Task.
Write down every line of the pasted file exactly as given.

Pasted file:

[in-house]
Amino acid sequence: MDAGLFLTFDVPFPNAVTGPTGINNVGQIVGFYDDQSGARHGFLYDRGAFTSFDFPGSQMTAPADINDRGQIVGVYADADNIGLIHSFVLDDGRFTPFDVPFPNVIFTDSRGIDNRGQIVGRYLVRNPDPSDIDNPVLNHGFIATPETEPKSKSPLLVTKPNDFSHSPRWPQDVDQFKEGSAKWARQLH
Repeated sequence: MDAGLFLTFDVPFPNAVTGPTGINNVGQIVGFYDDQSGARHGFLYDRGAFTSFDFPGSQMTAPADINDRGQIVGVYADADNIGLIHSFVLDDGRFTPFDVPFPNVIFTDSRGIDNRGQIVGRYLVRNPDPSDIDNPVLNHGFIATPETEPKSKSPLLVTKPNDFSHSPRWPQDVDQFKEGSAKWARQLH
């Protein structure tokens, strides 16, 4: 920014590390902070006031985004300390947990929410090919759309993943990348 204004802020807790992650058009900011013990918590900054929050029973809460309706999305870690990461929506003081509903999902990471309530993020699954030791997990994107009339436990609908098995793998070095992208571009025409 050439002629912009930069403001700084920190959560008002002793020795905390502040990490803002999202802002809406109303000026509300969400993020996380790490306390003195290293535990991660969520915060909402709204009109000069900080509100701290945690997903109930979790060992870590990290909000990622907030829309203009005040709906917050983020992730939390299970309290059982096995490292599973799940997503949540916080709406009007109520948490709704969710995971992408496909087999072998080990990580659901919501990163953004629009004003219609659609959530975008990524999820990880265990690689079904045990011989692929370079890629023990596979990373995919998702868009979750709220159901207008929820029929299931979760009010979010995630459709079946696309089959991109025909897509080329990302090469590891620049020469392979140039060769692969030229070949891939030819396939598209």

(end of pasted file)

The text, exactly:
[in-house]
Amino acid sequence: MDAGLFLTFDVPFPNAVTGPTGINNVGQIVGFYDDQSGARHGFLYDRGAFTSFDFPGSQMTAPADINDRGQIVGVYADADNIGLIHSFVLDDGRFTPFDVPFPNVIFTDSRGIDNRGQIVGRYLVRNPDPSDIDNPVLNHGFIATPETEPKSKSPLLVTKPNDFSHSPRWPQDVDQFKEGSAKWARQLH
Repeated sequence: MDAGLFLTFDVPFPNAVTGPTGINNVGQIVGFYDDQSGARHGFLYDRGAFTSFDFPGSQMTAPADINDRGQIVGVYADADNIGLIHSFVLDDGRFTPFDVPFPNVIFTDSRGIDNRGQIVGRYLVRNPDPSDIDNPVLNHGFIATPETEPKSKSPLLVTKPNDFSHSPRWPQDVDQFKEGSAKWARQLH
């Protein structure tokens, strides 16, 4: 920014590390902070006031985004300390947990929410090919759309993943990348 204004802020807790992650058009900011013990918590900054929050029973809460309706999305870690990461929506003081509903999902990471309530993020699954030791997990994107009339436990609908098995793998070095992208571009025409 050439002629912009930069403001700084920190959560008002002793020795905390502040990490803002999202802002809406109303000026509300969400993020996380790490306390003195290293535990991660969520915060909402709204009109000069900080509100701290945690997903109930979790060992870590990290909000990622907030829309203009005040709906917050983020992730939390299970309290059982096995490292599973799940997503949540916080709406009007109520948490709704969710995971992408496909087999072998080990990580659901919501990163953004629009004003219609659609959530975008990524999820990880265990690689079904045990011989692929370079890629023990596979990373995919998702868009979750709220159901207008929820029929299931979760009010979010995630459709079946696309089959991109025909897509080329990302090469590891620049020469392979140039060769692969030229070949891939030819396939598209």